The Winter Solstice is the time of ending and beginning, a powerful time — a time to contemplate your immortality. A time to forgive, to be forgiven, and to make a fresh start. A time to awaken.Frederick Lenz
It isn’t always possible to create well-developed cross-curricular lessons based upon a single theme. Still, many themes adapt perfectly to building exciting lessons that span the curriculum. The winter solstice comes at a perfect time for creating tasks that include strong academic content while still encouraging student interest and excitement in learning activities.
This year the winter solstice takes place in the northern hemisphere on December 21 at 10:59 EST. On this day, residents of the northern hemisphere experience the shortest number of daylight hours in the year. For example, in Fairbanks, Alaska, daylight is only 3 hours and 54 minutes long, while Bogota, Columbia, is lucky to enjoy over 12 hours of sunlight.
The solstice is much more than an annual occurrence. It is the astronomical first day of winter and signals the changing of seasons. Many cultures celebrate the change of seasons in different ways. Due to the cultural significance of the winter solstice, it becomes an excellent topic to incorporate into other areas of the curriculum.
Let’s take a look at some ideas on how to integrate the winter solstice in a variety of content areas:
- The solstice occurs due to the tilt of the earth away from the sun. On December 21, the northern hemisphere is tilted as far away from the sun as possible. Have students stand outside at noon and measure the length of their shadow. Do the same each month to observe the differences in shadow length throughout the year. Why is it different?
- Share this excellent interactive from PBS with students to visualize how the earth’s orbit around the sun and tilt causes seasons.
- Use the amount of daylight to reinforce the concept of more than and less than to younger students. For example, create a flashcard game with varying amounts of suns for two players to play. After each player pulls a card from the face-down deck, the player with the few cards keeps both. The game goes on until one player has all of the cards.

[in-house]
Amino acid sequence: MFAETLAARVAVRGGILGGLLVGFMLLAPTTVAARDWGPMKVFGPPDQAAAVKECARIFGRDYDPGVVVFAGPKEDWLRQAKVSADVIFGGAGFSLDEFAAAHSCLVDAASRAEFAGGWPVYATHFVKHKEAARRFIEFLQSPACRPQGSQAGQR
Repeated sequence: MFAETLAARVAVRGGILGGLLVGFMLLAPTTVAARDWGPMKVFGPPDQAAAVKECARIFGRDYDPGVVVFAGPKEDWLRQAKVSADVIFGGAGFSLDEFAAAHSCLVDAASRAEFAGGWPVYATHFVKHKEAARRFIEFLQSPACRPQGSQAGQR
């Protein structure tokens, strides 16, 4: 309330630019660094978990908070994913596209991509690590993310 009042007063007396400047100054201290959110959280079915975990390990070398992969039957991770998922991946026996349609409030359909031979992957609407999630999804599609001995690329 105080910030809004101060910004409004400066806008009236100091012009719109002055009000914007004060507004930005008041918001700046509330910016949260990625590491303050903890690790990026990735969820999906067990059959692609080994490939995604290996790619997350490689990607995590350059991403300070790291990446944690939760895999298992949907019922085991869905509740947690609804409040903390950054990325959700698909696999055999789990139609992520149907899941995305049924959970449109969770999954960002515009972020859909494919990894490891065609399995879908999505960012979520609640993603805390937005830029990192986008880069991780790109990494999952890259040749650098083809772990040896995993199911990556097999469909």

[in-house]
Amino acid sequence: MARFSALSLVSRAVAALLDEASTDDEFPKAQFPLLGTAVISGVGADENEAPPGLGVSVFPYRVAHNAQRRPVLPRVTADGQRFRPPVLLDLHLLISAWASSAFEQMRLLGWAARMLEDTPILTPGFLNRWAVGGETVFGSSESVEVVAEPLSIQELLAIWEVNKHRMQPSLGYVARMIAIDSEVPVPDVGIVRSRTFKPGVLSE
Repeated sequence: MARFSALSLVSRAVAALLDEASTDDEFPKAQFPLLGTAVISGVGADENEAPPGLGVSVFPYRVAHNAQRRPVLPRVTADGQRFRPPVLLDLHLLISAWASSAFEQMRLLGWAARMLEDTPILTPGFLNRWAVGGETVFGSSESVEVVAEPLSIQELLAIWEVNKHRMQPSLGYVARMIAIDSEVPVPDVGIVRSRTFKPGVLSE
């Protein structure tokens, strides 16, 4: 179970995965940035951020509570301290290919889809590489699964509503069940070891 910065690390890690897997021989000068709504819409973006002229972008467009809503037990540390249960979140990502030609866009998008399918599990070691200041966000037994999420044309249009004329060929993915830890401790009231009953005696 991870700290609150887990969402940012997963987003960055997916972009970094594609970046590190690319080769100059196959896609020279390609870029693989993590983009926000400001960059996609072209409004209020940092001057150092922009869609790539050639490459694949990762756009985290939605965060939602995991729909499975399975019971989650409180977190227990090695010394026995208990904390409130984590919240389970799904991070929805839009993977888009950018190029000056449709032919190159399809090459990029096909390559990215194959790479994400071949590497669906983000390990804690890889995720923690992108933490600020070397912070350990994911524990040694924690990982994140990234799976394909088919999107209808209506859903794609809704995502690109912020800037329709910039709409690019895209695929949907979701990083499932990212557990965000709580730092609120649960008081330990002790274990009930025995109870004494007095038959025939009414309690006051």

- For older students, calculate the sun’s angle based upon your geographic location. Find the angle in other northern hemisphere sites to understand why different areas received different amounts of sunlight on the same day.
- Stock your classroom library with books about the winter solstice. This list provides some ideas to get started.
- Write winter poems and haikus or short stories about the shortest day of the year.
- Write fiction stories about what happened one day when the sun’s tilt got accidentally changed.
- Many cultures around the world celebrate the winter solstice in different ways. Learn about the variety of celebrations as a starting point for learning about countries and cultures worldwide.
- Use Genially (reviewed here) to create an interactive map that includes links to countries worldwide. When adding links include videos, music, websites, and student-created text to share information on solstice celebrations across the globe.
One resource for organizing resources is Wakelet (reviewed here). Wakelet’s column feature makes it easy to collect information by content area. This example contains many resources to use as a starting point for a winter solstice cross-curricular unit. Use the link to duplicate this collection and edit it to fit your needs.
Wakelet is also a fantastic tool for students to share their learning. For example, this template presents a guideline for students to research a famous person. Duplicate the template, then edit to change it a research project based upon students’ understanding of seasonal changes, cultural celebrations of the winter solstice, or a comparison of seasonal changes around the globe. Another easily adaptable example is this collection that shares students’ recordings and reports about young people making a difference in the world.
Learn more about the many uses for Wakelet by watching the on-demand recording of our OK2Ask workshop, Tech Integration Made Easy with Wakelet. Wakelet makes it easy to curate, collaborate, and create content in all subjects and grades!
Although the winter solstice is the shortest day of the year, it also signals the beginning of the sun’s return. Using a cross-curricular approach to teaching about this annual event provides students a deeper insight into the impact of the sun on the earth in many ways, both scientifically and culturally.
What suggestions do you have for teaching about the winter solstice? Do you have cross-curricular ideas to share? We always enjoy learning together with our readers. We’d love to hear your strategies in the comments below!